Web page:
For the past two months I have seen a reoccurring issue that keeps coming up with a lot of my students.  The common issue is not sticking with a mental checklist in the preload.  This is something that becomes lost when the individual gets ahead of themselves in the task at hand.  When looking at the anticipation phase of a task, it is important to remember that there are always two parts to this phase.  First is the preload, this is when you breakdown your strategy and commit to the decision that is being made.  Second is the mental program, the last thoughts to occupy the conscious mind before the action.  It is in the strategy part of the preload that the mental checklist must be adhered to.
When I was competing in rifle shooting, it was important to remember my checklist.  The order of this mental checklist was important to follow because if I got ahead of myself I would put myself in a position to make a critical error, resulting in a poor shot.

My checklist had three parts to it.

  1. First: Check the wind.  I would always focus on where the direction of the wind was coming from.  I didn’t care where it went.  I was always looking where is was coming from.  So if the wind was coming from right to left I would look at the wind flags 10 to 15 points to the right of me.  This gave me a good indication of how the wind was going to effect my shot.
  2. Second:  Make a decision on how to execute the shot.  I had to decide if I needed to hold off, shoot a normal center shot, or to let the sights settle in the middle of the target and then break the shot toward the wind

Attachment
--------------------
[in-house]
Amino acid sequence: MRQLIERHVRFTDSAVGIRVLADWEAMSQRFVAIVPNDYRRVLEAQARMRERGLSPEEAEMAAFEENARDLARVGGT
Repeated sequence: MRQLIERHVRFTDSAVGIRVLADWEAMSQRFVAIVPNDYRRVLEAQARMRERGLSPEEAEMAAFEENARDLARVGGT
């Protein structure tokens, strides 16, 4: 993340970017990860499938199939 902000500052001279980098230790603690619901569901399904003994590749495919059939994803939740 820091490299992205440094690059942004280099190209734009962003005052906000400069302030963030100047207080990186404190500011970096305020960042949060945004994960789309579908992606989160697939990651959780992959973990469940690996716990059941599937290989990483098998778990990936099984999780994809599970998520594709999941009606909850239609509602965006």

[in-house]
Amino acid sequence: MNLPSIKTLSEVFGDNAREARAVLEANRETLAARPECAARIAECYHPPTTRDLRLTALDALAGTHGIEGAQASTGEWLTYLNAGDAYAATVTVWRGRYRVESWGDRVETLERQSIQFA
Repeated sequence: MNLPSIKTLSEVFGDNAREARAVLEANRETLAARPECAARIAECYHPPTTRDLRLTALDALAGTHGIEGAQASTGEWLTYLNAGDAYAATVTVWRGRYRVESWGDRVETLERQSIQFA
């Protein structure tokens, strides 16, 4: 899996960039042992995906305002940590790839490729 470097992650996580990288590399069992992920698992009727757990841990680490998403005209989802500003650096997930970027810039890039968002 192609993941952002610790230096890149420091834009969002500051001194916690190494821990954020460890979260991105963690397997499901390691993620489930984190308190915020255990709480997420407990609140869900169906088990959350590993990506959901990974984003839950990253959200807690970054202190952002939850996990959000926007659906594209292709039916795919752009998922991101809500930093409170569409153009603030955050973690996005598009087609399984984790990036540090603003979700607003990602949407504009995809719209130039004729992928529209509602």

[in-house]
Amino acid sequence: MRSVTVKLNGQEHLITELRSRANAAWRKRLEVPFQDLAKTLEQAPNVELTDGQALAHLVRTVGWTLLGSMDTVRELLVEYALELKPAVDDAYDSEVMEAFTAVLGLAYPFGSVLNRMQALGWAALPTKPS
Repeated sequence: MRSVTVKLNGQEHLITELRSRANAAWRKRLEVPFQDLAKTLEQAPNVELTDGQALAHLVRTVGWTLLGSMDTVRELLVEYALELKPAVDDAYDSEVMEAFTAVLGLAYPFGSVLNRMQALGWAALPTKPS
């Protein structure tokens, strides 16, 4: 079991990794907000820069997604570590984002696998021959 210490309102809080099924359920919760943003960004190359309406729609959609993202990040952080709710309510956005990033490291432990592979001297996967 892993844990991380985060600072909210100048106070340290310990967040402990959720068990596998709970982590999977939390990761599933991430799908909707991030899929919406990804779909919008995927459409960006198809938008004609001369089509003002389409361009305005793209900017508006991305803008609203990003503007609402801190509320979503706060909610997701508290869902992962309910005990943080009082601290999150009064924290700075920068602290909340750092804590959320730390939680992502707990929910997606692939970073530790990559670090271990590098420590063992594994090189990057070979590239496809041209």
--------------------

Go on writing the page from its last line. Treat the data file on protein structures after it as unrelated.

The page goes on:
3. Third:  I had to mentally rehearse the shot I choose to shoot.  The preload sets up the mental program and if I didn’t give myself a solid mental rehearsal of what I wanted to execute I would often have bad shots.  The better the mental rehearsal, the better the shots.

The following is an example.

I load the rifle and look up wind to see what the wind flags were doing (sometimes I would have to use other wind indicators, like trees, high grass and mirage).  I decided that the wind was a full value wind at 3:00.  This means that the wind was blowing hard from right to left.  I always like to settle the rifle in the center and then move toward 4:00 and break the shot into the wind.  This was how I was going to shoot this shot.  I then mentally rehearsed how the shot would feel and look before going into the mental program. This mental checklist allows the athlete to make the best decision.  If you don’t follow a checklist you risk getting ahead of yourself and this often leads to a poor result.

Written by Troy Bassham – info@mentalmanagement.com
Post image for THE NUMBER ONE REASON GOOD PLAYERS DO NOT WIN and what to do about it!

Bill is a good player. His training scores are solid enough to win every championship. His equipment is the finest money can buy and his technique is sound. He should win but he doesn’t. John plays well in smaller competitions but when he gets to ones that are important to him he has trouble shooting low. He should win but he doesn’t.

So what is the reason? In my more than 40 years of competing and coaching there is one factor that is most often the culprit. It takes more shots away from those that are skilled and have trained diligently than any other. The villain is the amount of MENTAL EFFORT the player uses in the tournament.

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